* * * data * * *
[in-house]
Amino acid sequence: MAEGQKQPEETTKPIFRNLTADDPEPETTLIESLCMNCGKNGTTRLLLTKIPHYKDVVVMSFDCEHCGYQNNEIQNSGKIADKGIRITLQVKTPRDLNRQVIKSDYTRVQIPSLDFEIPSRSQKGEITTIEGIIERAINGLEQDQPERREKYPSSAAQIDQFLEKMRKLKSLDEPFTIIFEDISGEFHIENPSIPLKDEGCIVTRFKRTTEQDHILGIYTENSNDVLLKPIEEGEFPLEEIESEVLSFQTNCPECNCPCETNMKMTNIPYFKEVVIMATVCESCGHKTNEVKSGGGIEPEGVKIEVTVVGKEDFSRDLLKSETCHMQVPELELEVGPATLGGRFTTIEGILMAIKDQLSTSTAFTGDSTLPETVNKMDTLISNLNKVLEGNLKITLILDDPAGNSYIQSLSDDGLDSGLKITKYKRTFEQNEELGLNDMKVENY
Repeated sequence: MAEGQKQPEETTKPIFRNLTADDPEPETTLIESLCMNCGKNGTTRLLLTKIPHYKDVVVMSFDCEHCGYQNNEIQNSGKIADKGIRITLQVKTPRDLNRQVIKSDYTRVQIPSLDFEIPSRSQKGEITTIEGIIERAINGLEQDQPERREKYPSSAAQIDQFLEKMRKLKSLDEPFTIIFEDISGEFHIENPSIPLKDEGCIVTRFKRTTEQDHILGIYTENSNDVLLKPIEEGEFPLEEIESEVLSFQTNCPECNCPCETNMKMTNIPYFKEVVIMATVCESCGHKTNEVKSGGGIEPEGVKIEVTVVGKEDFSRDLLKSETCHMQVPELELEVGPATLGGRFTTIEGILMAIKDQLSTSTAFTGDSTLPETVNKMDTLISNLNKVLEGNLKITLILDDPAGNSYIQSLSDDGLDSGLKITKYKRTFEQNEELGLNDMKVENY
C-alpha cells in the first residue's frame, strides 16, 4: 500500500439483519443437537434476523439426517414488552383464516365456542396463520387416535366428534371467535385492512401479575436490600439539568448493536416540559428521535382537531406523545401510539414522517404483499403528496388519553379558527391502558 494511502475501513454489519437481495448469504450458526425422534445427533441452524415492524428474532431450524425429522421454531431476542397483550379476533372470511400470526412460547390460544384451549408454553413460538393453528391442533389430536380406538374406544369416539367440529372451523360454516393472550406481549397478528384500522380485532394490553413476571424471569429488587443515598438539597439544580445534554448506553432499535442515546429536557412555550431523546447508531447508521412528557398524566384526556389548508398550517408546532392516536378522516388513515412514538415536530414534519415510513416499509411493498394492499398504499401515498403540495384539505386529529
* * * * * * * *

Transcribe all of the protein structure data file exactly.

[in-house]
Amino acid sequence: MAEGQKQPEETTKPIFRNLTADDPEPETTLIESLCMNCGKNGTTRLLLTKIPHYKDVVVMSFDCEHCGYQNNEIQNSGKIADKGIRITLQVKTPRDLNRQVIKSDYTRVQIPSLDFEIPSRSQKGEITTIEGIIERAINGLEQDQPERREKYPSSAAQIDQFLEKMRKLKSLDEPFTIIFEDISGEFHIENPSIPLKDEGCIVTRFKRTTEQDHILGIYTENSNDVLLKPIEEGEFPLEEIESEVLSFQTNCPECNCPCETNMKMTNIPYFKEVVIMATVCESCGHKTNEVKSGGGIEPEGVKIEVTVVGKEDFSRDLLKSETCHMQVPELELEVGPATLGGRFTTIEGILMAIKDQLSTSTAFTGDSTLPETVNKMDTLISNLNKVLEGNLKITLILDDPAGNSYIQSLSDDGLDSGLKITKYKRTFEQNEELGLNDMKVENY
Repeated sequence: MAEGQKQPEETTKPIFRNLTADDPEPETTLIESLCMNCGKNGTTRLLLTKIPHYKDVVVMSFDCEHCGYQNNEIQNSGKIADKGIRITLQVKTPRDLNRQVIKSDYTRVQIPSLDFEIPSRSQKGEITTIEGIIERAINGLEQDQPERREKYPSSAAQIDQFLEKMRKLKSLDEPFTIIFEDISGEFHIENPSIPLKDEGCIVTRFKRTTEQDHILGIYTENSNDVLLKPIEEGEFPLEEIESEVLSFQTNCPECNCPCETNMKMTNIPYFKEVVIMATVCESCGHKTNEVKSGGGIEPEGVKIEVTVVGKEDFSRDLLKSETCHMQVPELELEVGPATLGGRFTTIEGILMAIKDQLSTSTAFTGDSTLPETVNKMDTLISNLNKVLEGNLKITLILDDPAGNSYIQSLSDDGLDSGLKITKYKRTFEQNEELGLNDMKVENY
C-alpha cells in the first residue's frame, strides 16, 4: 500500500439483519443437537434476523439426517414488552383464516365456542396463520387416535366428534371467535385492512401479575436490600439539568448493536416540559428521535382537531406523545401510539414522517404483499403528496388519553379558527391502558 494511502475501513454489519437481495448469504450458526425422534445427533441452524415492524428474532431450524425429522421454531431476542397483550379476533372470511400470526412460547390460544384451549408454553413460538393453528391442533389430536380406538374406544369416539367440529372451523360454516393472550406481549397478528384500522380485532394490553413476571424471569429488587443515598438539597439544580445534554448506553432499535442515546429536557412555550431523546447508531447508521412528557398524566384526556389548508398550517408546532392516536378522516388513515412514538415536530414534519415510513416499509411493498394492499398504499401515498403540495384539505386529529